In 988 A.D., the Church set All Souls' Day on November 2, rounding out the 48-hour Vigil of Samhain. All Souls' Day is a festival set apart for those who have died in the faith, although they have not suffered martyrdom or achieved sainthood. (Linton, 13) Part of this festival was the return of the spirits of the dead to visit their former homes, and naturally, everything possible was done to make them welcome. (Schauffler, 10)
The family spent the day in prayer and at church-services. After supper was cleared away that night, food and drink were set out on the table, and the fire was banked. The family then went to bed, and the souls of the ancestors came at midnight to eat and warm themselves by the fire. "In southern Italy in the 14th century, every family prepared a special feast for its dead members on All Soul's Day. In Salerno especially this custom reached elaborate heights. There a table was set and laid with a bountiful meal. Then all the members of the household went to the church and stayed there the entire day, leaving the house open for the ghosts. It was a very bad omen if any of the food remained uneaten when the family returned, for this meant that the ghosts were expressing disapproval...As a matter of fact, there was seldom any food left when the family returned; the practice was known to all the surrounding villages and on the morning of All Souls' Day thieves and beggars from near and far gathered on the outskirts of the town. When all the good people were in church, they swarmed into the town and enjoyed a fine feast. The church banned this custom in the 15th century, proclaiming that it smacked of paganism. No doubt the housewives of Salerno were relieved at no longer having to cook dinners for all the thieves in the countryside." (Linton, 18. Also see Linton, 19-21, for other cultures.)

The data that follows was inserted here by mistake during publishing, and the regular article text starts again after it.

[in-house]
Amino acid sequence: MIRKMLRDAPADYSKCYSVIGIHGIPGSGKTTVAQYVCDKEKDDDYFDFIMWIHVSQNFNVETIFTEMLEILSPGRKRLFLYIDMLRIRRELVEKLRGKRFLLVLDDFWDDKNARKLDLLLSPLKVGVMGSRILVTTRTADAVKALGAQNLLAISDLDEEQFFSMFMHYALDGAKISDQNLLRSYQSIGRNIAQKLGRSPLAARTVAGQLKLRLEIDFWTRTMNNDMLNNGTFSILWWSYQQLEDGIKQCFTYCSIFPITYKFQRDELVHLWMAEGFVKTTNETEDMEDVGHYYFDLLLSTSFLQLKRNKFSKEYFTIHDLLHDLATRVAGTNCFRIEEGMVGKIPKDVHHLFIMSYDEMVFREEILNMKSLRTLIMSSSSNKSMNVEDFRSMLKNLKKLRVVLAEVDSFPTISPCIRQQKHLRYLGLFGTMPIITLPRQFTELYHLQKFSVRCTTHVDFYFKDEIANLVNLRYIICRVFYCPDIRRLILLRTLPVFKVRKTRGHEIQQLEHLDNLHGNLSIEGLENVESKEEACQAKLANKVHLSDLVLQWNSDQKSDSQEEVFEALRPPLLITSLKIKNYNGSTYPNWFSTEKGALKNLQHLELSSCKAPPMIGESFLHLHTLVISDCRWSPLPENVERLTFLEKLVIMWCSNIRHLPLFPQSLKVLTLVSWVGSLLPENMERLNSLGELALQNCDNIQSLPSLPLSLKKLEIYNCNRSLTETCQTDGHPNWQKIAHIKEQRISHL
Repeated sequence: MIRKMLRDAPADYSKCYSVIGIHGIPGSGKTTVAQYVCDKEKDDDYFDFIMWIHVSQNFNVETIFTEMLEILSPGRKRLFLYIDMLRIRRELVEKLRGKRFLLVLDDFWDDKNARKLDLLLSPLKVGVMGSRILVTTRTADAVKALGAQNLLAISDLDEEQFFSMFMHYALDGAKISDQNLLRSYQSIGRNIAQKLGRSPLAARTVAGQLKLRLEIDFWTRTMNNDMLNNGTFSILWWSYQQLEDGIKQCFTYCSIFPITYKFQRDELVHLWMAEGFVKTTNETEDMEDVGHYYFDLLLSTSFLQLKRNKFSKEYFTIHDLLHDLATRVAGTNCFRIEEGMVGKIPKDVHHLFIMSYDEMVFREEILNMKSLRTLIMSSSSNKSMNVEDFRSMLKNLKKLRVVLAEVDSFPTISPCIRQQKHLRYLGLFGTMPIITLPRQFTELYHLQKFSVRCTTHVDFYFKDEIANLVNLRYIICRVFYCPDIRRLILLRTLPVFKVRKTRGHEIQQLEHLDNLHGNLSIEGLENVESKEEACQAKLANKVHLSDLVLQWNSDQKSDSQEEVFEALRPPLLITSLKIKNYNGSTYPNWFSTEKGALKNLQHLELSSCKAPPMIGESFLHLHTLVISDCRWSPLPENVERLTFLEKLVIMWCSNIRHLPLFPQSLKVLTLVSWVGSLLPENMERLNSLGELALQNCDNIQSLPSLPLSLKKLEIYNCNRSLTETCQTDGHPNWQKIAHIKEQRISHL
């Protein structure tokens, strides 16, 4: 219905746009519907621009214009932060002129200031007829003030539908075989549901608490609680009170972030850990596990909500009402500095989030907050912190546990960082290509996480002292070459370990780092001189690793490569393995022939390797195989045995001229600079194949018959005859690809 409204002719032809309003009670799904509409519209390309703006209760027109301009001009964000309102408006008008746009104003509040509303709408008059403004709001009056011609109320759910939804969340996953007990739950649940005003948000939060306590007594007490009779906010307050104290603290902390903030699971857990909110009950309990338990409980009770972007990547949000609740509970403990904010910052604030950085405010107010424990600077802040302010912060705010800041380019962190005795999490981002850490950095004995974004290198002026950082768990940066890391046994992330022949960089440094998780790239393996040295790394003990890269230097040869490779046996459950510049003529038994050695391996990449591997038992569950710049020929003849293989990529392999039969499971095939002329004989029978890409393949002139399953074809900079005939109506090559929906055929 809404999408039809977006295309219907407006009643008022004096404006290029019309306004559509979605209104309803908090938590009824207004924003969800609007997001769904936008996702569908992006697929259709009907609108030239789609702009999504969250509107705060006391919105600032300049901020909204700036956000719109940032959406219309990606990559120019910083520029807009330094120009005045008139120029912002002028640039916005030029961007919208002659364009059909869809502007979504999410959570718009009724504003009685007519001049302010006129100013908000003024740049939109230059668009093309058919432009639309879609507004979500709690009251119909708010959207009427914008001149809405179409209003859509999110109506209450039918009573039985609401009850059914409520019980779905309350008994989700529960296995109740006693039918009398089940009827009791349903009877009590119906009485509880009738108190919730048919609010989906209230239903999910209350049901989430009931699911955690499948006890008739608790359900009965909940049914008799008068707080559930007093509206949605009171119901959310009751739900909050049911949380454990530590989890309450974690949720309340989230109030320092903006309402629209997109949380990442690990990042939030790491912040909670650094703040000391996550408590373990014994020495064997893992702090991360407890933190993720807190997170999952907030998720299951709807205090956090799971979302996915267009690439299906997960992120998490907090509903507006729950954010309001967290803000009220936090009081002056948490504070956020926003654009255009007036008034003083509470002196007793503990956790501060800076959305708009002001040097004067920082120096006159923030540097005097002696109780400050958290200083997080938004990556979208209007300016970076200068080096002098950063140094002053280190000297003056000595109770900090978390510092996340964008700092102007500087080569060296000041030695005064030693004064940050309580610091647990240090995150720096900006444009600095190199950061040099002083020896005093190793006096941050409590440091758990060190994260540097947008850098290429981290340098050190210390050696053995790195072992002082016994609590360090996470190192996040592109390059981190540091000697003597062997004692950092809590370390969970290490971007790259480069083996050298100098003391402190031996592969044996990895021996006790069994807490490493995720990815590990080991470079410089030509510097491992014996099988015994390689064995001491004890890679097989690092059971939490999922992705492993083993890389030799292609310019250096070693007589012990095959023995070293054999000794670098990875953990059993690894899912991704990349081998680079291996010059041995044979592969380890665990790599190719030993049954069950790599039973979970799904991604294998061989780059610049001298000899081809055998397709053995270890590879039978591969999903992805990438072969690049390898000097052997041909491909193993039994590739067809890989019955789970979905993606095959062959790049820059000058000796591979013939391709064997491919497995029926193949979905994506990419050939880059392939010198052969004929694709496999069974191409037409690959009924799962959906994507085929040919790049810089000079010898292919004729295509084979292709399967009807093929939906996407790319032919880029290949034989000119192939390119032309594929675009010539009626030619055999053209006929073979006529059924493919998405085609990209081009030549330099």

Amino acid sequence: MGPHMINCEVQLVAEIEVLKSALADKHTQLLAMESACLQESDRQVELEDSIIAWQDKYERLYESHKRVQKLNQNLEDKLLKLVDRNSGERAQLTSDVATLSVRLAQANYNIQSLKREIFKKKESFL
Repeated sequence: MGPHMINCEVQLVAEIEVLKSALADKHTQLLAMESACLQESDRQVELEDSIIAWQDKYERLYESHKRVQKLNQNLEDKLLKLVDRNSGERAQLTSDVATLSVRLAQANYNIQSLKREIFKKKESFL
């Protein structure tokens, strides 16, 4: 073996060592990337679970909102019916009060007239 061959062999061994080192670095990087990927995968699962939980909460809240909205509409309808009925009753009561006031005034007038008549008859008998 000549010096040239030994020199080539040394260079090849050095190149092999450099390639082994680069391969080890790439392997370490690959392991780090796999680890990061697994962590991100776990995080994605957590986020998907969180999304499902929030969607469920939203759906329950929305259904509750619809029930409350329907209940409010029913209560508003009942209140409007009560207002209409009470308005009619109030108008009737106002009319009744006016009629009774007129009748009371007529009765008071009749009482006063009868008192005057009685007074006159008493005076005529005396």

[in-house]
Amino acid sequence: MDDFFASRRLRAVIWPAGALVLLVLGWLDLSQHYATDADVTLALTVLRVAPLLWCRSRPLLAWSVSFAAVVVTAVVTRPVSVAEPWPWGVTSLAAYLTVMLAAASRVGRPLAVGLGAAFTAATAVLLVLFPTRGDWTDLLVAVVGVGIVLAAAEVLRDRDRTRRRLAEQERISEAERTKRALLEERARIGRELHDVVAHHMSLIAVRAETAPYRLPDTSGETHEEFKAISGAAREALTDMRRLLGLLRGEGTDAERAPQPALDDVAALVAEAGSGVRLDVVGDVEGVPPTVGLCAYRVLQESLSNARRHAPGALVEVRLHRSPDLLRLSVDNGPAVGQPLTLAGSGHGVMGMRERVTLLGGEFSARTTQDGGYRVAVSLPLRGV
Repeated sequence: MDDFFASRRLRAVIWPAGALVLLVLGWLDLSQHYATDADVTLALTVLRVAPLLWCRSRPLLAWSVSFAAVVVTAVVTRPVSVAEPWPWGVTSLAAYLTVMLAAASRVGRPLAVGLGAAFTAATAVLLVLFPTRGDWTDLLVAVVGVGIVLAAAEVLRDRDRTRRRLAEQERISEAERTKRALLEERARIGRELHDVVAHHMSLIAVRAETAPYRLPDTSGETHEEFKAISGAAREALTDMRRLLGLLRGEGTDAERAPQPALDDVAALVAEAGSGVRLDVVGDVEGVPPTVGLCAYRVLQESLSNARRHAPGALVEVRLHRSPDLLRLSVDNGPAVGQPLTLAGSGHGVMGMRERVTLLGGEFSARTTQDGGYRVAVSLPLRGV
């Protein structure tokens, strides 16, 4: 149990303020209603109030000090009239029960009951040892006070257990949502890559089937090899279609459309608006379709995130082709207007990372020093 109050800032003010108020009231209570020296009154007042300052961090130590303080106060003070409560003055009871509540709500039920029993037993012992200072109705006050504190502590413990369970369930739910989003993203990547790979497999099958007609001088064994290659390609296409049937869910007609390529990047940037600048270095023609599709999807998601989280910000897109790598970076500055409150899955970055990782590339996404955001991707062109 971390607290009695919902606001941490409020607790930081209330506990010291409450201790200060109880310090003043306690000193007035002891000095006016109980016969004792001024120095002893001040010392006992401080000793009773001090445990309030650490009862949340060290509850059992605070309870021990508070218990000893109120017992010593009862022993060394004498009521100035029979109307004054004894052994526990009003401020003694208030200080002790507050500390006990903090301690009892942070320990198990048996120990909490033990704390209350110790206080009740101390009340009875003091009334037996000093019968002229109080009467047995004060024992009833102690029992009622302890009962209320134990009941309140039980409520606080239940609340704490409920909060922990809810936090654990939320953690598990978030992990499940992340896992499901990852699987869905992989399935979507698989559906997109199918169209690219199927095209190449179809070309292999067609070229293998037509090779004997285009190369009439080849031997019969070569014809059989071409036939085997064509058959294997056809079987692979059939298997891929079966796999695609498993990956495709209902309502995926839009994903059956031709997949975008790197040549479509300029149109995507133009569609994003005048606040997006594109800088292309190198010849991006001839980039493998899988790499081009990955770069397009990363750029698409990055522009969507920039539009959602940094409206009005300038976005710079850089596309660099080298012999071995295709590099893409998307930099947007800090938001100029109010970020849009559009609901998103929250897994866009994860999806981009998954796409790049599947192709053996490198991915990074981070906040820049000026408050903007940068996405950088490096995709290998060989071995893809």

The theme of the dead assembling and returning to their homes is common to other cultures as well; the Latvians believed that during the October Feast of the Dead, the departed spirits returned on horseback to visit their families. "As late as the 17th century, Latvians would lay the skin and guts of a horse on a grave, to help the return of the dead." (Simpson, 39)
In the Gaelic countries of England, Scotland, Ireland, Wales, and Brittany, the old traditions associated with the Celtic Samhain survived into the 19th century. The Halloween fires, called Samhnagan by the Scots, were still lit at dusk, although they were not for Samhain, the Celtic god, but for Halloween gaiety and a defiant welcome to the winter season. (Linton, 24)
In the Scottish Highlands in the 18th century, "each family would carry lighted torches into the fields on October 31 and march about the fields sunwise (clockwise) in the belief that good crops would thus be ensured for the coming year. At dark the torches were taken home and thrown into a heap for a bonfire. Each member of the family would put a stone in the fire and mark a circle around it. When the fire was burned out the ashes were raked over the stones. If any stone was found misplaced in the morning, or if there was a footprint near it, the person to whom the stone belonged believed that he would die within a year." (Douglas, 568)